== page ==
As for Beezus and Ramona, Mrs. Haak would read chapters of Beverly Cleary’s books about the sisters during quiet time, which was neither recess nor work time.  (It wasn’t Purgatory, either, if that’s what you were thinking.) I find this memory rather poignant because a movie about the Quimby sisters is playing in theaters right now….
Back to the present. My drive to Castle Rock, WA, the gateway to Mt. St. Helens, lasted close to three and a half hours, so I had lots of time to think.  I tried to compare Mrs. Haak to other elementary school teachers that I had.  Being me, I actually could remember the names of all my teachers, but I couldn’t remember anything extraordinary about them that I still carried with me. Yet, I could remember at least three things about Mrs. Haak that have resonated with me at one time or another in my life. Well, now four, seeing as I finally made it to Mt. St. Helens.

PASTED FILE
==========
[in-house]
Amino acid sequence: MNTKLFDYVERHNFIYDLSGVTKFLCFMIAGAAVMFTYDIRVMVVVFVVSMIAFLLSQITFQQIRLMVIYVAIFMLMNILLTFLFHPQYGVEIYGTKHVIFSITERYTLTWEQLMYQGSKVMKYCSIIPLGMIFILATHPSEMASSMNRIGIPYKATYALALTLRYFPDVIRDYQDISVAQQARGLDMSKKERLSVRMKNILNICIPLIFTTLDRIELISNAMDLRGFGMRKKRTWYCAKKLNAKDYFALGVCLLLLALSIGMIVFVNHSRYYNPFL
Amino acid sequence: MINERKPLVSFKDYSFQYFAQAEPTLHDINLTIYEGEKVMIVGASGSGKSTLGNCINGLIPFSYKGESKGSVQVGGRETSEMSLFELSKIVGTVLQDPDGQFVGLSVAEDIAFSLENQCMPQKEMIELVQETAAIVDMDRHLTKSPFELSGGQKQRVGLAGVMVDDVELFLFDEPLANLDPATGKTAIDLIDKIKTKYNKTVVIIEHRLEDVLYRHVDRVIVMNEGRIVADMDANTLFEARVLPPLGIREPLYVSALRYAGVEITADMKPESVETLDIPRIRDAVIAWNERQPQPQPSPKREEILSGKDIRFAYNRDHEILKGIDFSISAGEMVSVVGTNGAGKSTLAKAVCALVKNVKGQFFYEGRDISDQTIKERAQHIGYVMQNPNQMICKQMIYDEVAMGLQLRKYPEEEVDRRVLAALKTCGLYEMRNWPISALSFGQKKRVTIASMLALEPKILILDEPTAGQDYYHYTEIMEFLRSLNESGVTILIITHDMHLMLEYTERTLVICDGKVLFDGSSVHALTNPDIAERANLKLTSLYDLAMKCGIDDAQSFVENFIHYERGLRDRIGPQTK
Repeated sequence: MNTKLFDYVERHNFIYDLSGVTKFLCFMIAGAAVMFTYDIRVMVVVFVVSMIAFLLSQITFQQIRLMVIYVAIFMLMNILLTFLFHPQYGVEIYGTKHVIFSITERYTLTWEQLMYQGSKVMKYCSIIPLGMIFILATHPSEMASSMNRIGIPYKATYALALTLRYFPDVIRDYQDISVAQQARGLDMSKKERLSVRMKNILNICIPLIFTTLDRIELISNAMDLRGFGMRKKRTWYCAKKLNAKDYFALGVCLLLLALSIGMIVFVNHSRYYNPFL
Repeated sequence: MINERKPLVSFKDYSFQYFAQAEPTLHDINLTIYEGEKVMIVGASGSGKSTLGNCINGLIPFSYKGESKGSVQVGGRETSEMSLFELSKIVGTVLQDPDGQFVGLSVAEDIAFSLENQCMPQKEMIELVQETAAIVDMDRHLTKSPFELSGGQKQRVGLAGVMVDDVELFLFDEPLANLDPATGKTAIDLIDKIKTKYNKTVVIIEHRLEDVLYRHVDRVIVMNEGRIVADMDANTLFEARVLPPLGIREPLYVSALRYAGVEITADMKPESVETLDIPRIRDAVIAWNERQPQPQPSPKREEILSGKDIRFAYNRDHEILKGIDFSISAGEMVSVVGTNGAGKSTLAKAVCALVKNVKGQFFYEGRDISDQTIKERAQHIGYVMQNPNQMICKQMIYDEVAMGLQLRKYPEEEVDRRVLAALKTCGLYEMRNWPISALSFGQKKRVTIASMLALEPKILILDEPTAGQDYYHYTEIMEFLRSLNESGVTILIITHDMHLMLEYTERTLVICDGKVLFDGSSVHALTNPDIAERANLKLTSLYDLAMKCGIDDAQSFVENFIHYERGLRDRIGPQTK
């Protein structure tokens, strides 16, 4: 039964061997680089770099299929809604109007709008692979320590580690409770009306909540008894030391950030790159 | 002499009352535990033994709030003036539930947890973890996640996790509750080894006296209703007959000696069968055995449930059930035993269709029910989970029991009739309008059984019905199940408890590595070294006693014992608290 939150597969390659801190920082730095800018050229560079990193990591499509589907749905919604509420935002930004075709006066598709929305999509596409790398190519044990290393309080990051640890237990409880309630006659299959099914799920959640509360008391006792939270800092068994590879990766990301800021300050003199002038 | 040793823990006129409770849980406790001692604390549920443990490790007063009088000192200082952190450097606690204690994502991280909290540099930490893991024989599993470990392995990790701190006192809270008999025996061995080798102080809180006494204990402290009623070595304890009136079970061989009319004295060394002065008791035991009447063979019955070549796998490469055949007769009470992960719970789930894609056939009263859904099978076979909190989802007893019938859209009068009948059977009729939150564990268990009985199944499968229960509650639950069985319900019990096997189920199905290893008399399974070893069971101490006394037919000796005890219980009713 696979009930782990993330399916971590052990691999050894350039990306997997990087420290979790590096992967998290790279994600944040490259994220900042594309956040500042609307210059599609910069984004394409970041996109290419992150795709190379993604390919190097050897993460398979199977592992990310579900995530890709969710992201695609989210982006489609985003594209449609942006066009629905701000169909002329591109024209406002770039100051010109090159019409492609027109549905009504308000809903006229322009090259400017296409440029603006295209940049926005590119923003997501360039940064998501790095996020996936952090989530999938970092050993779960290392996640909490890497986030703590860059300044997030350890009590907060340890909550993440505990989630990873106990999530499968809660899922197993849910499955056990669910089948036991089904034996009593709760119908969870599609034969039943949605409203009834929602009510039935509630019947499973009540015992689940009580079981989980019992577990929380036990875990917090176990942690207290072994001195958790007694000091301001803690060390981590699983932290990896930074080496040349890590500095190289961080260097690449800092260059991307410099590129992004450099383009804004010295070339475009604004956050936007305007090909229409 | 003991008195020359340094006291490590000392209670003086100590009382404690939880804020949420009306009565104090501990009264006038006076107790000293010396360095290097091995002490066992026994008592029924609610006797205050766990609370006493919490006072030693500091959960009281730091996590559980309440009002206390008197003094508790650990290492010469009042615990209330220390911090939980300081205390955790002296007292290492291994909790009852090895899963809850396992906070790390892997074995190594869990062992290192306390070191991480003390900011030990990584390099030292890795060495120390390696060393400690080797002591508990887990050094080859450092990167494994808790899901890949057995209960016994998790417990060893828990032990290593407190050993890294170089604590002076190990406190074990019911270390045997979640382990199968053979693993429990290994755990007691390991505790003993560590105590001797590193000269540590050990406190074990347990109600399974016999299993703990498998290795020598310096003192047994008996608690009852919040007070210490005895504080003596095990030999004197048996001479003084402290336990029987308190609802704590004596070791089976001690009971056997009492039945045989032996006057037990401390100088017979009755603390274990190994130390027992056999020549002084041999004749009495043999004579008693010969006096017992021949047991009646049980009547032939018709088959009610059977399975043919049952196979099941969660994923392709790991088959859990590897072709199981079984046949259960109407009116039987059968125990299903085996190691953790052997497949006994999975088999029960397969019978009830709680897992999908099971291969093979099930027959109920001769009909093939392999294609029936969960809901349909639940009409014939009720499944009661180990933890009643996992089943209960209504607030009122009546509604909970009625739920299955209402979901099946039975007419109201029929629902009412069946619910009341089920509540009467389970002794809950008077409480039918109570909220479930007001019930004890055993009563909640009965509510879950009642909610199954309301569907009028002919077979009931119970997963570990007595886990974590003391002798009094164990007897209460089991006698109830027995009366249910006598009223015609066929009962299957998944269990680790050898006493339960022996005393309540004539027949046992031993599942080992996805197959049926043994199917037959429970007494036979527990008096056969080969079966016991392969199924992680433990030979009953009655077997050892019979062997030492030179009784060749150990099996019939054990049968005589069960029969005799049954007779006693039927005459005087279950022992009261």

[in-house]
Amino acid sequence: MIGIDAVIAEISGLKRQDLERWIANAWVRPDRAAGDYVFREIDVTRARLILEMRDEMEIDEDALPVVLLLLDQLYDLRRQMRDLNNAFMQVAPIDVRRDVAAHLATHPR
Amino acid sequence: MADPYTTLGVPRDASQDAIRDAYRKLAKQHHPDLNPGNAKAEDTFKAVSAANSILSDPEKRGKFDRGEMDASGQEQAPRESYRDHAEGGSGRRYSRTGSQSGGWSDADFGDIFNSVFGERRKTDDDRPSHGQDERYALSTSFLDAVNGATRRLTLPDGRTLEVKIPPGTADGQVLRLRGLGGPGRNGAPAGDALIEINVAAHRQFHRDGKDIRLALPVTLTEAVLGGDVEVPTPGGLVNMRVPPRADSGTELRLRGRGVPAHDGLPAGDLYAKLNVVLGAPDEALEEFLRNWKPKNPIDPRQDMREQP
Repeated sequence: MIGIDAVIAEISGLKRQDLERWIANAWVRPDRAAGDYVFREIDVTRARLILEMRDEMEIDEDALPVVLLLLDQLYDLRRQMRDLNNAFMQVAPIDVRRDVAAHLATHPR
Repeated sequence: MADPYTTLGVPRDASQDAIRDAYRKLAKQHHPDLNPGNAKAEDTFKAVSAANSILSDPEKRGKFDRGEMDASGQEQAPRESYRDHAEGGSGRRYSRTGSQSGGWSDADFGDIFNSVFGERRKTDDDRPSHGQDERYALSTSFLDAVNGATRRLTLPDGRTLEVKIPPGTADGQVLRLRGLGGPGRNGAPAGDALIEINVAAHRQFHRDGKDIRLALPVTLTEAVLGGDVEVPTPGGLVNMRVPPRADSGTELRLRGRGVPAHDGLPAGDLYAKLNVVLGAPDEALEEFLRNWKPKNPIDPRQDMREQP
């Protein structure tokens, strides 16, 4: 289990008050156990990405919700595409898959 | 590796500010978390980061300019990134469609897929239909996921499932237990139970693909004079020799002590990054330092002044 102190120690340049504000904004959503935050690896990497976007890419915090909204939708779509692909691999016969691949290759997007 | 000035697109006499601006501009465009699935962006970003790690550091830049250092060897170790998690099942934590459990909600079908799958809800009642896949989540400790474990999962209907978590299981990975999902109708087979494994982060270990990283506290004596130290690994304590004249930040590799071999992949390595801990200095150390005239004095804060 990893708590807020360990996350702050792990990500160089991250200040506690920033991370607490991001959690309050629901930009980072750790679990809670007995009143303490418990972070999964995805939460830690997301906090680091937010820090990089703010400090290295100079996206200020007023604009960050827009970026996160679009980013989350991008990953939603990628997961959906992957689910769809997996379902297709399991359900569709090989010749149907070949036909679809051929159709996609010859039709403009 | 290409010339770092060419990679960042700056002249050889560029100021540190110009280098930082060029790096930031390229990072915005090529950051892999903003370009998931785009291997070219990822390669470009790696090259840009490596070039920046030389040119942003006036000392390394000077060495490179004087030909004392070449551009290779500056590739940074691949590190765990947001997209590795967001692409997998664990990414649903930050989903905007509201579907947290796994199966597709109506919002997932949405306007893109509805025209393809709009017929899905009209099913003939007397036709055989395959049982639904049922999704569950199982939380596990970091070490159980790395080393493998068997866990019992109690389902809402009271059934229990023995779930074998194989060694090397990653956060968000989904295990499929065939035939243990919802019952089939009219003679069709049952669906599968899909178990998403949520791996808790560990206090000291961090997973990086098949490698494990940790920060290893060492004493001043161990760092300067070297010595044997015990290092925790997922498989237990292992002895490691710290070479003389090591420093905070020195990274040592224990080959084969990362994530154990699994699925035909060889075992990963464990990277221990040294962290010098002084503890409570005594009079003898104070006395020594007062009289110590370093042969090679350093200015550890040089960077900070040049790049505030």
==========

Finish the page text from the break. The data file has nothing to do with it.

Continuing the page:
A former roommate, Charlotte, and her husband, Aaron, now live in Bend, OR, and we all met at Seaquest State Park, just outside Castle Rock, where we spent Friday night before driving up to Johnston Ridge Observatory on Saturday morning. Although we had planned long in advance to backpack near the Monument, we didn’t finalize our plans until Friday morning. Unable to get permits to climb St. Helens itself, and having another permit request caught in limbo, Aaron chatted over the phone with a ranger and got us a camping permit for Dome Camp, off the Boundary #1 trail in the Mount Margaret Backcountry.